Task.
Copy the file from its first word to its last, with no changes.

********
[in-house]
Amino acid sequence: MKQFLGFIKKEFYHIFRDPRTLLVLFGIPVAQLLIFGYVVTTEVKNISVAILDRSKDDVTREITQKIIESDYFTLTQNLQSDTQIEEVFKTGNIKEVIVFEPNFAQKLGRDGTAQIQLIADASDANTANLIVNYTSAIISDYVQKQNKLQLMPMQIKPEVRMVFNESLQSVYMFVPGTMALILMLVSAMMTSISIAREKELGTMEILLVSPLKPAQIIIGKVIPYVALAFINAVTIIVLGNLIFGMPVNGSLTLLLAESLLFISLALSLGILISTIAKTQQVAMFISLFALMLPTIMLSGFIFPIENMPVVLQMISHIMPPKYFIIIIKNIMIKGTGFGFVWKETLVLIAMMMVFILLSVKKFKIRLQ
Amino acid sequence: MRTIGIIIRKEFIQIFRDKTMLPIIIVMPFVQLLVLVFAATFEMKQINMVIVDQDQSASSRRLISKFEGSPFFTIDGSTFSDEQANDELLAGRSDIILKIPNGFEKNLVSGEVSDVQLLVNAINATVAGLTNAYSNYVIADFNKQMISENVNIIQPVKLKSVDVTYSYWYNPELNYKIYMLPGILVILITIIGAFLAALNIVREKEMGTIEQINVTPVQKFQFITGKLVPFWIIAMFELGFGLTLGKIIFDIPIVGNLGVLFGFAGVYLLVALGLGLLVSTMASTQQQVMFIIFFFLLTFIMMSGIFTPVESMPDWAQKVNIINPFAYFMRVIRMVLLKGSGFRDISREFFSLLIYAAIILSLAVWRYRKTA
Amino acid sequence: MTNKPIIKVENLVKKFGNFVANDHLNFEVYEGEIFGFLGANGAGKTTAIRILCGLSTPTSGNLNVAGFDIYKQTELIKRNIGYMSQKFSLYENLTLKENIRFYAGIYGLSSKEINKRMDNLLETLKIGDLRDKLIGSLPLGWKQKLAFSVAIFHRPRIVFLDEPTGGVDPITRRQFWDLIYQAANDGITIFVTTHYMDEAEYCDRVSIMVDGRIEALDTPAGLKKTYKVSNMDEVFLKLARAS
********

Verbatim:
[in-house]
Amino acid sequence: MKQFLGFIKKEFYHIFRDPRTLLVLFGIPVAQLLIFGYVVTTEVKNISVAILDRSKDDVTREITQKIIESDYFTLTQNLQSDTQIEEVFKTGNIKEVIVFEPNFAQKLGRDGTAQIQLIADASDANTANLIVNYTSAIISDYVQKQNKLQLMPMQIKPEVRMVFNESLQSVYMFVPGTMALILMLVSAMMTSISIAREKELGTMEILLVSPLKPAQIIIGKVIPYVALAFINAVTIIVLGNLIFGMPVNGSLTLLLAESLLFISLALSLGILISTIAKTQQVAMFISLFALMLPTIMLSGFIFPIENMPVVLQMISHIMPPKYFIIIIKNIMIKGTGFGFVWKETLVLIAMMMVFILLSVKKFKIRLQ
Amino acid sequence: MRTIGIIIRKEFIQIFRDKTMLPIIIVMPFVQLLVLVFAATFEMKQINMVIVDQDQSASSRRLISKFEGSPFFTIDGSTFSDEQANDELLAGRSDIILKIPNGFEKNLVSGEVSDVQLLVNAINATVAGLTNAYSNYVIADFNKQMISENVNIIQPVKLKSVDVTYSYWYNPELNYKIYMLPGILVILITIIGAFLAALNIVREKEMGTIEQINVTPVQKFQFITGKLVPFWIIAMFELGFGLTLGKIIFDIPIVGNLGVLFGFAGVYLLVALGLGLLVSTMASTQQQVMFIIFFFLLTFIMMSGIFTPVESMPDWAQKVNIINPFAYFMRVIRMVLLKGSGFRDISREFFSLLIYAAIILSLAVWRYRKTA
Amino acid sequence: MTNKPIIKVENLVKKFGNFVANDHLNFEVYEGEIFGFLGANGAGKTTAIRILCGLSTPTSGNLNVAGFDIYKQTELIKRNIGYMSQKFSLYENLTLKENIRFYAGIYGLSSKEINKRMDNLLETLKIGDLRDKLIGSLPLGWKQKLAFSVAIFHRPRIVFLDEPTGGVDPITRRQFWDLIYQAANDGITIFVTTHYMDEAEYCDRVSIMVDGRIEALDTPAGLKKTYKVSNMDEVFLKLARAS